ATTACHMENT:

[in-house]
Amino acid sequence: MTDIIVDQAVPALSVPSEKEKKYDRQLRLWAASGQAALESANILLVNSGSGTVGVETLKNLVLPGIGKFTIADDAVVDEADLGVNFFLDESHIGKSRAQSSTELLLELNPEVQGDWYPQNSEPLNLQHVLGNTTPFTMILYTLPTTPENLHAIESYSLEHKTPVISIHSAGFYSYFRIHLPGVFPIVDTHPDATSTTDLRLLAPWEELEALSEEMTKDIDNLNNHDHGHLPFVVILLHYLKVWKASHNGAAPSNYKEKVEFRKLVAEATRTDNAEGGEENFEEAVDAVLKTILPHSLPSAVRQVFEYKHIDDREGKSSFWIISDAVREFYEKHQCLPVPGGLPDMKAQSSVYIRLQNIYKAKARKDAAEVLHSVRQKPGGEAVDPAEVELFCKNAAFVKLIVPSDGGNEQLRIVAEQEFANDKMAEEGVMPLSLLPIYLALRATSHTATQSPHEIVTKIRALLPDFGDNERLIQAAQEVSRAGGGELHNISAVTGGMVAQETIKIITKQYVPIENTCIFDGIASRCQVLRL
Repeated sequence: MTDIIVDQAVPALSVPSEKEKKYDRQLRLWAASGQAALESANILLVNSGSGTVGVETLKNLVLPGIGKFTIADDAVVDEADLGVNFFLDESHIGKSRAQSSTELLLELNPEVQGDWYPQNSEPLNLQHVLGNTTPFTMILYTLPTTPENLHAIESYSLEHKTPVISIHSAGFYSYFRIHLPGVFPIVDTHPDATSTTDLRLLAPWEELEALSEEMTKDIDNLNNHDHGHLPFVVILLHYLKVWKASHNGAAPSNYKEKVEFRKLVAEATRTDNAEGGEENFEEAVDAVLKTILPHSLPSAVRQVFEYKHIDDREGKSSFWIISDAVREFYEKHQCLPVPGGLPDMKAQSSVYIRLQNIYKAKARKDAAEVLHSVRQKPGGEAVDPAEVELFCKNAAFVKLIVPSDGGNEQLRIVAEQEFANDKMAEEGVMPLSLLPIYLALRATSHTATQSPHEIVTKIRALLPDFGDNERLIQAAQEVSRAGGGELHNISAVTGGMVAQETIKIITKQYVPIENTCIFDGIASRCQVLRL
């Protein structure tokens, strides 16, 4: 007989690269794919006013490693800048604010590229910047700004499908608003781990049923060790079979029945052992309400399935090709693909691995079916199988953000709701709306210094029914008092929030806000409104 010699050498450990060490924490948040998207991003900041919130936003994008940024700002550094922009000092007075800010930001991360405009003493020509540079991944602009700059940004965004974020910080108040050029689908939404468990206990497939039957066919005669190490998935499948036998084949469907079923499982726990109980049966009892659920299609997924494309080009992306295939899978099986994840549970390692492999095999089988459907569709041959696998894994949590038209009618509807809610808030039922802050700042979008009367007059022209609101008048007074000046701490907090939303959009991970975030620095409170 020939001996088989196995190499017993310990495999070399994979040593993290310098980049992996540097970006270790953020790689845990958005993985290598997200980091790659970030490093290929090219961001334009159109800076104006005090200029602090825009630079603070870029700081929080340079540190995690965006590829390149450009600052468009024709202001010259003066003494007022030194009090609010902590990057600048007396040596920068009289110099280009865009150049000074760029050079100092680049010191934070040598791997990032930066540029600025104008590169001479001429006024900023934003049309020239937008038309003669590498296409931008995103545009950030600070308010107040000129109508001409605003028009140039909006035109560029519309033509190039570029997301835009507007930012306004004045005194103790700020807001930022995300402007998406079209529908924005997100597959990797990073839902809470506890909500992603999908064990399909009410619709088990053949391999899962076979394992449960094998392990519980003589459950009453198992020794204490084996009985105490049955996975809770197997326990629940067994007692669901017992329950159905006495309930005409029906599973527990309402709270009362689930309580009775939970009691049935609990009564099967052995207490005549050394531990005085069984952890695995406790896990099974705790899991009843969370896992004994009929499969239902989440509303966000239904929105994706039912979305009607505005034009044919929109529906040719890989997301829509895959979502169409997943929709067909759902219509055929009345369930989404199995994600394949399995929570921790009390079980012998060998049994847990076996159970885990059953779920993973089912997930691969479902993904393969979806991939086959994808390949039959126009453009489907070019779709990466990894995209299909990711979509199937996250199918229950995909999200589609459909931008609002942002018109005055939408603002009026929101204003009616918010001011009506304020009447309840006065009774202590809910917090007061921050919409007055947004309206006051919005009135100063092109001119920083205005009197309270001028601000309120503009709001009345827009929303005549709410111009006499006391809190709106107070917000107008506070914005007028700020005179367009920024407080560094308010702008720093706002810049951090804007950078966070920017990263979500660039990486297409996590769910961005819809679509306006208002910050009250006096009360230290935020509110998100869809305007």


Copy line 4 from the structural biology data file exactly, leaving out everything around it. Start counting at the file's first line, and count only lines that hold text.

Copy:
């Protein structure tokens, strides 16, 4: 007989690269794919006013490693800048604010590229910047700004499908608003781990049923060790079979029945052992309400399935090709693909691995079916199988953000709701709306210094029914008092929030806000409104 010699050498450990060490924490948040998207991003900041919130936003994008940024700002550094922009000092007075800010930001991360405009003493020509540079991944602009700059940004965004974020910080108040050029689908939404468990206990497939039957066919005669190490998935499948036998084949469907079923499982726990109980049966009892659920299609997924494309080009992306295939899978099986994840549970390692492999095999089988459907569709041959696998894994949590038209009618509807809610808030039922802050700042979008009367007059022209609101008048007074000046701490907090939303959009991970975030620095409170 020939001996088989196995190499017993310990495999070399994979040593993290310098980049992996540097970006270790953020790689845990958005993985290598997200980091790659970030490093290929090219961001334009159109800076104006005090200029602090825009630079603070870029700081929080340079540190995690965006590829390149450009600052468009024709202001010259003066003494007022030194009090609010902590990057600048007396040596920068009289110099280009865009150049000074760029050079100092680049010191934070040598791997990032930066540029600025104008590169001479001429006024900023934003049309020239937008038309003669590498296409931008995103545009950030600070308010107040000129109508001409605003028009140039909006035109560029519309033509190039570029997301835009507007930012306004004045005194103790700020807001930022995300402007998406079209529908924005997100597959990797990073839902809470506890909500992603999908064990399909009410619709088990053949391999899962076979394992449960094998392990519980003589459950009453198992020794204490084996009985105490049955996975809770197997326990629940067994007692669901017992329950159905006495309930005409029906599973527990309402709270009362689930309580009775939970009691049935609990009564099967052995207490005549050394531990005085069984952890695995406790896990099974705790899991009843969370896992004994009929499969239902989440509303966000239904929105994706039912979305009607505005034009044919929109529906040719890989997301829509895959979502169409997943929709067909759902219509055929009345369930989404199995994600394949399995929570921790009390079980012998060998049994847990076996159970885990059953779920993973089912997930691969479902993904393969979806991939086959994808390949039959126009453009489907070019779709990466990894995209299909990711979509199937996250199918229950995909999200589609459909931008609002942002018109005055939408603002009026929101204003009616918010001011009506304020009447309840006065009774202590809910917090007061921050919409007055947004309206006051919005009135100063092109001119920083205005009197309270001028601000309120503009709001009345827009929303005549709410111009006499006391809190709106107070917000107008506070914005007028700020005179367009920024407080560094308010702008720093706002810049951090804007950078966070920017990263979500660039990486297409996590769910961005819809679509306006208002910050009250006096009360230290935020509110998100869809305007």